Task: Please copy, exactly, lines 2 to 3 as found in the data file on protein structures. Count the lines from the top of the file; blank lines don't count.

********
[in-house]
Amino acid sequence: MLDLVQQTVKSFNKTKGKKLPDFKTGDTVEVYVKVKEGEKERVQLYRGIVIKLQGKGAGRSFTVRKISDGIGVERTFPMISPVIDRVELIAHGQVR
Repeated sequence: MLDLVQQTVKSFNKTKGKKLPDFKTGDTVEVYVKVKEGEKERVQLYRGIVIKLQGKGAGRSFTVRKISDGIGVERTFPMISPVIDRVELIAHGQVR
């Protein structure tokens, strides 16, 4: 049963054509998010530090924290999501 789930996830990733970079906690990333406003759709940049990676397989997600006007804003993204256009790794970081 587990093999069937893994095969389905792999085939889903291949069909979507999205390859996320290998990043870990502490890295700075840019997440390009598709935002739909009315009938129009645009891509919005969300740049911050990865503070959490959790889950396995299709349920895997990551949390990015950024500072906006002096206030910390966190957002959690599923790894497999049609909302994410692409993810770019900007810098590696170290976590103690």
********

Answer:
Amino acid sequence: MLDLVQQTVKSFNKTKGKKLPDFKTGDTVEVYVKVKEGEKERVQLYRGIVIKLQGKGAGRSFTVRKISDGIGVERTFPMISPVIDRVELIAHGQVR
Repeated sequence: MLDLVQQTVKSFNKTKGKKLPDFKTGDTVEVYVKVKEGEKERVQLYRGIVIKLQGKGAGRSFTVRKISDGIGVERTFPMISPVIDRVELIAHGQVR